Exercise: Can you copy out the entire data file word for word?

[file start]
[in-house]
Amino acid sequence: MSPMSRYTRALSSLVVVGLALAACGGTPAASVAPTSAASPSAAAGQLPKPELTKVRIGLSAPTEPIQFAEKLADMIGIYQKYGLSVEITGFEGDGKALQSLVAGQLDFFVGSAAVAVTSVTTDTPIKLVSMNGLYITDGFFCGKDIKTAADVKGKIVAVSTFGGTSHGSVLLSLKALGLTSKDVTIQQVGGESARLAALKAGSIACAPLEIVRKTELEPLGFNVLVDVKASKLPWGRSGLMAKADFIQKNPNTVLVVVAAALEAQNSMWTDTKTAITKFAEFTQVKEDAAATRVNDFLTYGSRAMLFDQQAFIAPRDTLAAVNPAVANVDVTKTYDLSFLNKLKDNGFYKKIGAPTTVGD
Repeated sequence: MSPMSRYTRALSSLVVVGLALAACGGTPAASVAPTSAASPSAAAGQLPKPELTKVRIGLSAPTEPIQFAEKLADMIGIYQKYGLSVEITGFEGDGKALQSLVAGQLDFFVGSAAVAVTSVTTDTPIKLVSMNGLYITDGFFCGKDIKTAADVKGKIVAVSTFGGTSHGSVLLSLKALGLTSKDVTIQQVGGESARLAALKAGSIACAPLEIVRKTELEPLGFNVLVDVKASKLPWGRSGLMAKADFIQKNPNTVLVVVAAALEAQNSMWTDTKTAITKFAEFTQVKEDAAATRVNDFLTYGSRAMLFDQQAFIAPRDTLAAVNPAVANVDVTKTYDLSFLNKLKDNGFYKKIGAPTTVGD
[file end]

[in-house]
Amino acid sequence: MSPMSRYTRALSSLVVVGLALAACGGTPAASVAPTSAASPSAAAGQLPKPELTKVRIGLSAPTEPIQFAEKLADMIGIYQKYGLSVEITGFEGDGKALQSLVAGQLDFFVGSAAVAVTSVTTDTPIKLVSMNGLYITDGFFCGKDIKTAADVKGKIVAVSTFGGTSHGSVLLSLKALGLTSKDVTIQQVGGESARLAALKAGSIACAPLEIVRKTELEPLGFNVLVDVKASKLPWGRSGLMAKADFIQKNPNTVLVVVAAALEAQNSMWTDTKTAITKFAEFTQVKEDAAATRVNDFLTYGSRAMLFDQQAFIAPRDTLAAVNPAVANVDVTKTYDLSFLNKLKDNGFYKKIGAPTTVGD
Repeated sequence: MSPMSRYTRALSSLVVVGLALAACGGTPAASVAPTSAASPSAAAGQLPKPELTKVRIGLSAPTEPIQFAEKLADMIGIYQKYGLSVEITGFEGDGKALQSLVAGQLDFFVGSAAVAVTSVTTDTPIKLVSMNGLYITDGFFCGKDIKTAADVKGKIVAVSTFGGTSHGSVLLSLKALGLTSKDVTIQQVGGESARLAALKAGSIACAPLEIVRKTELEPLGFNVLVDVKASKLPWGRSGLMAKADFIQKNPNTVLVVVAAALEAQNSMWTDTKTAITKFAEFTQVKEDAAATRVNDFLTYGSRAMLFDQQAFIAPRDTLAAVNPAVANVDVTKTYDLSFLNKLKDNGFYKKIGAPTTVGD